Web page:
Born in Paris in 1822, Alfred Dehodencq received his early artistic education in the studio of Leon Coigniet. He made frequent journeys to Spain, Algeria and Morocco, and made his debut at the Salon in 1844, winning a gold medal in 1865.
After moving to Spain in 1849, the artist visited Morocco for the first time in 1853 and found himself captivated by its exotic energies: 'Tangers, Tétuan, Mogador, Rabat, Salé. J'ai cru en Perdre la tête' (L. Thorton, Les Orientalistes Peintres voyageurs, Paris, 2001, p. 118). He spent the next nine years dividing his time between Tangiers and Cadiz.
Dehodencq's work is remarkable for the way it captures the bustling streets and bourgeoning life of his adopted home. During his time in North Africa, he captured the exotic sights with incredible attention, detail and a surprising dynamism as in the Jewish Festival in Tetuan (fig. 1). He sent his completed oils back to the Paris Salon, where they were enthusiastically received.
Dehodencq referred to himself as being le dernier des romantiques, and his work draws upon the legacy of Delacroix; however, his ability to paint large figure compositions with painstaking detail and to convey the convincing illusion of truth owes much to the Realists. The honesty of his paintings and their almost violent energy is rarely demonstrated in the Orientalist works of his contemporaries. He differed sharply from the Romantic Orientalists, such as Delacroix, who preceded him. Delacroix, as Gabriel Seailles aptly put it, 'á vu cette nature africaine, comme un spectacle, d'un peu loin comme on voit un ballet d'opéra' (Seailles, Gabriel, L'Oeuvre de Dehodencq, 'Scénes de la Vie Marocaine: Dehodencq Orientaliste', Paris, p. 128). In other words, for his predecessors, 'the Orient' was a dream, a concept. For Dehodencq, it was his day-to-day reality. There is a sincerity of observation in his work that removes it from the mysterious realm of the exotic and brings to the streets of Morocco a tangible sense of presence.
Musiciens juifs dans les rues de Tétuan demonstrates the artist's preoccupation with each individual; all the physiognomies, costumes and poses are carefully observed and superbly detailed. In particular, women on top of building on the left side of the street reveal an incredible attention to the individual's interaction with the teeming city. Their costumes are accurate decpictions of Jewish North African garb (fig. 2). The simplicity of the architecture creates a backdrop for the movement and flow of the crowds, highlighting not only the exoticism of the place but also the life and culture itself.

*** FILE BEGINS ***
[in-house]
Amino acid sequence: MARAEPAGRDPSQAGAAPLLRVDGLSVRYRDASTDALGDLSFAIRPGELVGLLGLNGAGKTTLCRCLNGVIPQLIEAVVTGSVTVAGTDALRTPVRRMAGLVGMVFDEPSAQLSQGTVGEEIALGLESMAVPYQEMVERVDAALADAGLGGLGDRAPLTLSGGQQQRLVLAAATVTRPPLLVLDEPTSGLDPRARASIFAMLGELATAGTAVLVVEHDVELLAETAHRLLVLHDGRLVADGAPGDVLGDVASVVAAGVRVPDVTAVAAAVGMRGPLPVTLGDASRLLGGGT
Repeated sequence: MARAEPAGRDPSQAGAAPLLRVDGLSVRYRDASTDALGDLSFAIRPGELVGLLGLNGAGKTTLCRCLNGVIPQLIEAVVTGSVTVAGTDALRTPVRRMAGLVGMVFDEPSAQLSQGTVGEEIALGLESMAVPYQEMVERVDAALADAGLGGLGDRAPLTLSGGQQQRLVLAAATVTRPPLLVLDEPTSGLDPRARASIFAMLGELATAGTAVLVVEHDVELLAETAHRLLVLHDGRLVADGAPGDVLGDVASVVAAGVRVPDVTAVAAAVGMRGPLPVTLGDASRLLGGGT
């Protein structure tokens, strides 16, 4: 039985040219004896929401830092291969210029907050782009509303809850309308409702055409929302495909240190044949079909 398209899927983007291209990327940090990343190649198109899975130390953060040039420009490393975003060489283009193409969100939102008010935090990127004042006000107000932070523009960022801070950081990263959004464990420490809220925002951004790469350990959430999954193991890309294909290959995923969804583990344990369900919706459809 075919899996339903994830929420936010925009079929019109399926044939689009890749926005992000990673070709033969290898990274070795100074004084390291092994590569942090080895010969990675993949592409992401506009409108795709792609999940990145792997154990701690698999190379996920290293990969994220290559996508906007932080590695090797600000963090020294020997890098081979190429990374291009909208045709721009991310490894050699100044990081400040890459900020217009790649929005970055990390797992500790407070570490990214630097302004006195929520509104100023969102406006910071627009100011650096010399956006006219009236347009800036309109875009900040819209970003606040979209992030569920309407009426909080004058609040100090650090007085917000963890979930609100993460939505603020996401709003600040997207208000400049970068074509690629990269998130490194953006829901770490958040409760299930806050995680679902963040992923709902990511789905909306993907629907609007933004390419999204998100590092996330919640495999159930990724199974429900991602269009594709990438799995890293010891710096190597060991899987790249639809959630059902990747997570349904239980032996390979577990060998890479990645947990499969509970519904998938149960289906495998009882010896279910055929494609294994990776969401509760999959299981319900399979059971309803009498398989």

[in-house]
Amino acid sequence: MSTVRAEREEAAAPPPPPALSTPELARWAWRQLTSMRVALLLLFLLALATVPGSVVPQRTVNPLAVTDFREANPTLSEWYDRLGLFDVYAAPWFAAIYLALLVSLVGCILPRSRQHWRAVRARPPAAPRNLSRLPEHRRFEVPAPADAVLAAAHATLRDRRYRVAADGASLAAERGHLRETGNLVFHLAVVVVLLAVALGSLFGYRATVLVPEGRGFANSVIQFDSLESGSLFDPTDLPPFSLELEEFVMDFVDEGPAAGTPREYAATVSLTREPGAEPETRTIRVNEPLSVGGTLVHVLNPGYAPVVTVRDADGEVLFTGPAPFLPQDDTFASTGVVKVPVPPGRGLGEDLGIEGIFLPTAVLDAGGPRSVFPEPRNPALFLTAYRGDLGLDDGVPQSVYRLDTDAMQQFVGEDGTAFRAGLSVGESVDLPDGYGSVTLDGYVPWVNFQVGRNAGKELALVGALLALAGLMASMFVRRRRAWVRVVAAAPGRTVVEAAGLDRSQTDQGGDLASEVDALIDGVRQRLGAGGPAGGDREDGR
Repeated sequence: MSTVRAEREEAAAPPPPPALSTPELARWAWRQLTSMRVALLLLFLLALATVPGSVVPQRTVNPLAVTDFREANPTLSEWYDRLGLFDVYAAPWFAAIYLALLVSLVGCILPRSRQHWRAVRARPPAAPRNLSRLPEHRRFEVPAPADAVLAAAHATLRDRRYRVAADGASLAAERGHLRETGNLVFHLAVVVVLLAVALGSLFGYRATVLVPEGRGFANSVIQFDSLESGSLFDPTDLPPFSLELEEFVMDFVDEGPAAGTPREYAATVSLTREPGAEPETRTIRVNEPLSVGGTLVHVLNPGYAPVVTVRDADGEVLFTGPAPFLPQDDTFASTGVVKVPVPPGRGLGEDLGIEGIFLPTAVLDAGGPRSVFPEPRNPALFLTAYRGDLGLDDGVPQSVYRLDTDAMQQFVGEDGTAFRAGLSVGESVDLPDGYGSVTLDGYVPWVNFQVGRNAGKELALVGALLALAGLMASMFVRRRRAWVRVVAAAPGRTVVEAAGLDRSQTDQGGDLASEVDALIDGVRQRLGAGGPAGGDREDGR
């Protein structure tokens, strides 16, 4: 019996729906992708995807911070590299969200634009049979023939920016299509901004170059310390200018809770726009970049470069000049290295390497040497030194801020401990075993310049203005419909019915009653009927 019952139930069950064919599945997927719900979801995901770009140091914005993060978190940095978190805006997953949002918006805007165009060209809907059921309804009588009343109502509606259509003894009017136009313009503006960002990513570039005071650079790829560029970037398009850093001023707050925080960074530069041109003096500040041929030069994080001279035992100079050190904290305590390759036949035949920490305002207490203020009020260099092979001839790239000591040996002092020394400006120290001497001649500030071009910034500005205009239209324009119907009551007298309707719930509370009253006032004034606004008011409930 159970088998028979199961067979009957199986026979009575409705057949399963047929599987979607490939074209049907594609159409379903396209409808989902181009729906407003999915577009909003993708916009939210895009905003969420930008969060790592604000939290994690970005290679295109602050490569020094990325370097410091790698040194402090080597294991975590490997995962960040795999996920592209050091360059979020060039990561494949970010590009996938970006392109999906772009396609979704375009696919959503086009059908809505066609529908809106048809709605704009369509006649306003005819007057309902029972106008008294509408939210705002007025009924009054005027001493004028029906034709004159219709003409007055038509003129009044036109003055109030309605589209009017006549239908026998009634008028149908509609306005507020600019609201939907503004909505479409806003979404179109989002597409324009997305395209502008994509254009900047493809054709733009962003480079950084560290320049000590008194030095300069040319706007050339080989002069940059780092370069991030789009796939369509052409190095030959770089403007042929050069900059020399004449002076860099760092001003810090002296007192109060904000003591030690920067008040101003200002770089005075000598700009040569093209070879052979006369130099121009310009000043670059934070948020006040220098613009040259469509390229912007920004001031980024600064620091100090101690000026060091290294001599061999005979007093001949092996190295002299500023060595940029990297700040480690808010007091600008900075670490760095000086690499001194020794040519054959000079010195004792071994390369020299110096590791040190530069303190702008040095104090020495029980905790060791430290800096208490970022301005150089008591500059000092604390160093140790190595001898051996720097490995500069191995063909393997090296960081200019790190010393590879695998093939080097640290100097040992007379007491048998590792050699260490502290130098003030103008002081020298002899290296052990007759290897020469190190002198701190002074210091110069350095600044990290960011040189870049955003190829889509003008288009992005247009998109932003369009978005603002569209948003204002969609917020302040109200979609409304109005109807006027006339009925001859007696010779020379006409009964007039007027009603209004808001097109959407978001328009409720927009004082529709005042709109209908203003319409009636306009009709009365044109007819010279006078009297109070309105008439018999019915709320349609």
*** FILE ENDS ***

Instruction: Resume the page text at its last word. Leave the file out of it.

This particular scene takes place in Tetuan, a city in the northern Rif Mountains in Morocco, on the Mediterranean Sea, a few miles south of the Strait of Gibralter. The area was formerly ruled by Spain, and during Dehodencq's visit to the city it was the capital of the part of Morocco under Spanish protectorate. Tetuan was at the time the home of a thriving Sephardic Jewish community, which immigrated from Spain after the Reconquista and the Spanish Inquisition, also known as the 'Expulsion.' The present work depicts a Sephardic Jewish Festival. Dehodencq often depicted the lively Jewish culture and painted Sephardi concerts, weddings and festivities in Morocco and in old Moorish Spain (R. Benjamin, Orientalism, Delacroix to Klee, p. 239). Musiciens juifs dans les rues de Tétuan is an example of his ability to convey movement and emotion through these scenes.
Like many of the Orientlists, Dehodencq painted scenes from the East to capture the attention of Westerners. 'Once Orientalist artists created their paintings, black and white versions appeared in popular European journals and newspapers, thereby disseminating images of a foreign and exotic way of life to a wider European public' (D. Schroeter, Morocco - Jews and Art in a Muslim Land, London, 2000, p. 131). Dehodencq's works were immediately published (fig. 3), especially because not many of the Orientalists focused their efforts on the Jewish traditions.
In this painting, the participants in the festival parade out of their quartier (represented in the painting by the arch behind them), preceded by musicians. Despite their position in the Arab society of Tetuan, Dehodencq portrays their celebration as a revelation not only of their pride in their history and their faith, but also of their culture's tenacious, brave and lively endurance. The picture depicts not only the splendor and exoticism of the Orient and the sunlight playing along the white walls of the city, but also the nobility of a group of people who actually live and thrive in the region. Musiciens juifs dans les rues de Tétuan is an unusual and honest portrait of life in Morocco.
(fig. 2) Photograph, Two Jewish Women, Morocco, 1860s, Collection of Dr. Paul Dahan.
(fig. 3) E. Dehodencq, La fête juive à Tétuan, large pen drawing.
(fig. 1) E. Dehodencq, Jewish Festival in Tetuan, Paris, c. 1858.